Housing trends in the U.S. point to a steady increase in homes being built in community associations. An estimated 66% of all new home construction in 2020 will be built in homeowners associations, condominiums, or housing cooperatives, according to the Foundation for Community Association Research.
Between 2,500–3,000 community associations will be created this year, bringing the total number of U.S. community associations between 352,000–354,000, according to the foundation’s estimates. New housing built in community associations also is anticipated in Australia, Canada, South Africa, United Arab Emirates, and other international markets, with the main emphasis on growth in condominiums.
These housing predictions are consistent with estimates from the National Association of Home Builders (NAHB), which states that 543,000 new homes (nearly 63%) started in 2018 were built in a community association. The share of new housing built in community associations has consistently been above 50% since 2011, with 2018 being the highest on record since NAHB began recording this data in 2009.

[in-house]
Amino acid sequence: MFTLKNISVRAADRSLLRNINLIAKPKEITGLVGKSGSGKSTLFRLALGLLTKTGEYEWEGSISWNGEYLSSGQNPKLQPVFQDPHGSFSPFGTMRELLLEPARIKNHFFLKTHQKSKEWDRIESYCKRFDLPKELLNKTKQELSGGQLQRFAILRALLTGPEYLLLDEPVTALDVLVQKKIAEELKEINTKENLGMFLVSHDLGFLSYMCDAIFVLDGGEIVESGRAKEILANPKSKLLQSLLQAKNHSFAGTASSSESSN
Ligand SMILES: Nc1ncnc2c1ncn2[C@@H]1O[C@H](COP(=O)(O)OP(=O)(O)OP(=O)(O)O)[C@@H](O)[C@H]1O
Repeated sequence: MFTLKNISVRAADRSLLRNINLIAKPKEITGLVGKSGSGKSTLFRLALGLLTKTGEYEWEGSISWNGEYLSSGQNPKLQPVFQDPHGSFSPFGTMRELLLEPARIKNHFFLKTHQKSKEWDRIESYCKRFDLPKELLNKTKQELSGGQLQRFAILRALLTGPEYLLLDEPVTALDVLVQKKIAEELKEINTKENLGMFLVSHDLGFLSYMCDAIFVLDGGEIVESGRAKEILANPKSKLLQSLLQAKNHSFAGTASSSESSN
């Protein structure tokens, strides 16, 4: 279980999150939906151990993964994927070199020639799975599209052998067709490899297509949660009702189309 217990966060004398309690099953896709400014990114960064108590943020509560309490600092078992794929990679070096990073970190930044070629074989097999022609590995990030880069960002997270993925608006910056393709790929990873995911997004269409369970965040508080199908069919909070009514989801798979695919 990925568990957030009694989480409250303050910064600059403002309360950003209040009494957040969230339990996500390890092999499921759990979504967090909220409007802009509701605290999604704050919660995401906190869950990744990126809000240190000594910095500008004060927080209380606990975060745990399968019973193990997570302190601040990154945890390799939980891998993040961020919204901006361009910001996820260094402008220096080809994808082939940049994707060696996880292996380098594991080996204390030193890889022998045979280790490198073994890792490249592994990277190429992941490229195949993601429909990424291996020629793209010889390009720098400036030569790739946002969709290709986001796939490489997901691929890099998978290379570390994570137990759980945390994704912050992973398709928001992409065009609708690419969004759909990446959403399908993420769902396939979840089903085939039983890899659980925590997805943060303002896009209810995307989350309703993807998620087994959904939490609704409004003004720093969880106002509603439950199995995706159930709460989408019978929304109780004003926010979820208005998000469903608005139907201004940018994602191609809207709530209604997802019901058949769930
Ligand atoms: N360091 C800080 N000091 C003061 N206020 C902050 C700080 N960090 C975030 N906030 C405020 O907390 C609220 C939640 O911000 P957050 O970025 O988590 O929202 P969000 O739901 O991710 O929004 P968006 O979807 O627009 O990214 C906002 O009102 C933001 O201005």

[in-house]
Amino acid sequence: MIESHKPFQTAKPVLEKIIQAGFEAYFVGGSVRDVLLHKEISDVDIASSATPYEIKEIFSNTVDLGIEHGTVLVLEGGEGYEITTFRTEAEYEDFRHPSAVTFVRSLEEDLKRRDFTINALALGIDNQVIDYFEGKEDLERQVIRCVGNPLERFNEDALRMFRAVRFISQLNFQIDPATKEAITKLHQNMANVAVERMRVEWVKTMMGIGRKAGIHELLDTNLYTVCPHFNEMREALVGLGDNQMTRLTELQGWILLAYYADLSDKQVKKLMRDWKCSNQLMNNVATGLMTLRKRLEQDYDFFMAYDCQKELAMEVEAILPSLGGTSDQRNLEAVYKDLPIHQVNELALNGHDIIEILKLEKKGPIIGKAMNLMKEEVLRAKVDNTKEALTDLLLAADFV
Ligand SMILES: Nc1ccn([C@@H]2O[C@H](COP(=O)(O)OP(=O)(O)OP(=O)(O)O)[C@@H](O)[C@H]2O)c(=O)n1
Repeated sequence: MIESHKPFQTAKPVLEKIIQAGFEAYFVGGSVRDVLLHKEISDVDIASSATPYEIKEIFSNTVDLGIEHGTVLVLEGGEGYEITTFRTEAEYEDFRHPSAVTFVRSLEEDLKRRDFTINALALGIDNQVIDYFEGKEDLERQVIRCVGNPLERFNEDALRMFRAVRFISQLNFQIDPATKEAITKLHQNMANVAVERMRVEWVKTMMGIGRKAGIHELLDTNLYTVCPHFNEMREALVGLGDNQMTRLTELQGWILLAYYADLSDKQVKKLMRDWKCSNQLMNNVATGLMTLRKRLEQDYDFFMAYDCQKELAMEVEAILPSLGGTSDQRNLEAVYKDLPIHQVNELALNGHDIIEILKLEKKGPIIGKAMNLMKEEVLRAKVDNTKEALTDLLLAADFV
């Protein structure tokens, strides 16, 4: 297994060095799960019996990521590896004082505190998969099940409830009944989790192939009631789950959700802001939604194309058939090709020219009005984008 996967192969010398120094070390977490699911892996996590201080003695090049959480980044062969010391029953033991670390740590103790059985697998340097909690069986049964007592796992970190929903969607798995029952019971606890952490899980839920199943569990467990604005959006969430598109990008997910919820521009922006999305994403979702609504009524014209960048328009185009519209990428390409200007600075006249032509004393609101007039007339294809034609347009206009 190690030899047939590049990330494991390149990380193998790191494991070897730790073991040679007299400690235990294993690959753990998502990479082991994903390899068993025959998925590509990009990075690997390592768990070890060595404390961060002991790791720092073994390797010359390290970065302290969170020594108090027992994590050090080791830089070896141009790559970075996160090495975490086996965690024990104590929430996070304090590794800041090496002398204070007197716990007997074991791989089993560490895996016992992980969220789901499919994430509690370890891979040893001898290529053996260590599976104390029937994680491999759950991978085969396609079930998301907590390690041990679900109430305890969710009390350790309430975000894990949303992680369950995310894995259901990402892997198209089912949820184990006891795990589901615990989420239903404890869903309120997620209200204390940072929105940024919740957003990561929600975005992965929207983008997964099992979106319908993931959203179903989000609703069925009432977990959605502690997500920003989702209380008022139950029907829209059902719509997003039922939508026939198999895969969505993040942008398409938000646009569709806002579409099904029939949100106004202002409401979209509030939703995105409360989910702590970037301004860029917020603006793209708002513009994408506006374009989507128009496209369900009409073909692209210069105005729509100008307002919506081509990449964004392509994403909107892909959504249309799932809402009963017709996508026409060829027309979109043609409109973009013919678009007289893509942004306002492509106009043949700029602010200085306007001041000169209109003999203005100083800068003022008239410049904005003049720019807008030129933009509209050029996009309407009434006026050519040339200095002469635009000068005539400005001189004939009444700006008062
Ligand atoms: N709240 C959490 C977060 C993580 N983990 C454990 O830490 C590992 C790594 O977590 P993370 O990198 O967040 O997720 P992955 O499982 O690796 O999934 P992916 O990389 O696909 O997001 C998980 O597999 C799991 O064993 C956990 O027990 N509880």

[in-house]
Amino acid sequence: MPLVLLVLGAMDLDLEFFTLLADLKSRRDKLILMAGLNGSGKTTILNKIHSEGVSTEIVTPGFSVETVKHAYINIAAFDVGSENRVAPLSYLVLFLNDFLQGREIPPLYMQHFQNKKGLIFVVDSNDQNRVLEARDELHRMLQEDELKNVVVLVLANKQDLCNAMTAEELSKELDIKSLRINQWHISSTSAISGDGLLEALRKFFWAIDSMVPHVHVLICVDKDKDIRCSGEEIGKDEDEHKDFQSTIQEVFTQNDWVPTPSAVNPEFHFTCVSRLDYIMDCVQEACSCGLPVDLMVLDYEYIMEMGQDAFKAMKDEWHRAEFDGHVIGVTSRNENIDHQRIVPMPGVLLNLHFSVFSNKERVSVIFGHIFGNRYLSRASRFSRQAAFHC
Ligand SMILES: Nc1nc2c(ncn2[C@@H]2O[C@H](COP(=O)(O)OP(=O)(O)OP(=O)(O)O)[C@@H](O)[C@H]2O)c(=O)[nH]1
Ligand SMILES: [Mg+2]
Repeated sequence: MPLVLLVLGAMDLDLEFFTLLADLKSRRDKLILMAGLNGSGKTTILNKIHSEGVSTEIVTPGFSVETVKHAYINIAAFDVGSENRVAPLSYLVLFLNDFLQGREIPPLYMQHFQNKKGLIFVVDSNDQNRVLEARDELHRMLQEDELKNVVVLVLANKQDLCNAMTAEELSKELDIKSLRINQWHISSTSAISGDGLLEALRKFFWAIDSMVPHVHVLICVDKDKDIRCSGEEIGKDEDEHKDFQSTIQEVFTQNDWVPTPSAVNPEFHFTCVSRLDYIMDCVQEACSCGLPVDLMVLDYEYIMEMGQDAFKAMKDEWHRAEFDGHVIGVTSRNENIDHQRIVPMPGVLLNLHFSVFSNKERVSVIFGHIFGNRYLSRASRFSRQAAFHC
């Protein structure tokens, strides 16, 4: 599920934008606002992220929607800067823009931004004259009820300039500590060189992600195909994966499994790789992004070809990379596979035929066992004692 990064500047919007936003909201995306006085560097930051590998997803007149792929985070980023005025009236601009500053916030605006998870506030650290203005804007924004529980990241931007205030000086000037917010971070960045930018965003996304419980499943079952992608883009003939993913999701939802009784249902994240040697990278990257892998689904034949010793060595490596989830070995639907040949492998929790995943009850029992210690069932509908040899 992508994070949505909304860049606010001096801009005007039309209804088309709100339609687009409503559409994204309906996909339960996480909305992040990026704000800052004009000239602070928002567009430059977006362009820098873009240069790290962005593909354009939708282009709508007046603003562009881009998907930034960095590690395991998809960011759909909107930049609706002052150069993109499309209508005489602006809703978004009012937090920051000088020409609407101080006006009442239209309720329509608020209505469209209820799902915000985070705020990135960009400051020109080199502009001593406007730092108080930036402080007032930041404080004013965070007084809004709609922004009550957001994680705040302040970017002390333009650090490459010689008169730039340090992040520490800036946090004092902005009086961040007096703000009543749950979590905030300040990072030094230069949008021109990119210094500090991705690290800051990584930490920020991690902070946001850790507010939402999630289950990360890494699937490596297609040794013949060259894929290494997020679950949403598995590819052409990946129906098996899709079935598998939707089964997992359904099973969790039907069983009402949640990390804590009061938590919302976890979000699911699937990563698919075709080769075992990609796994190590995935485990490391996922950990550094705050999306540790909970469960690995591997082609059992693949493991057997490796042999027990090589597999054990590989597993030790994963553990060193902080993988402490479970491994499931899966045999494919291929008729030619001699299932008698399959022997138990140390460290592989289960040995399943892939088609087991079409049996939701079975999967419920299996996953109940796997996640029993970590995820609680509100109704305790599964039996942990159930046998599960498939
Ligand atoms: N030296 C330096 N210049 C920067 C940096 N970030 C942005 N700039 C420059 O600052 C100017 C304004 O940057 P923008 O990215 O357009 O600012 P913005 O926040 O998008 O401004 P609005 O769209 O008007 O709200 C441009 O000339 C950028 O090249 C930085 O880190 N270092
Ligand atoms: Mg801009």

NAHB analyzed the amount of homes being built by region based on the nine geographic divisions of the U.S. Census Bureau. It found that 82% of homes built in the Mountain division, which includes states like Nevada, Utah, and Colorado, were in community associations. Other geographic areas with high concentration of new housing in community associations include West South Central and South Atlantic (70% each), Pacific (56%), and East North Central (51%).
More than 25% of the U.S. population currently lives in a community association, according to the foundation’s 2019 National and State Statistical Review for Community Association Data. Florida continues to lead the nation with 48,250 associations. California has the second most with 48,150 associations. Rounding out the top states with the most community associations are Texas (20,050), Illinois (18,700), North Carolina (14,000), and New York (13,875).
>> Read more reports, surveys, and other research projects at www.foundation.caionline.org.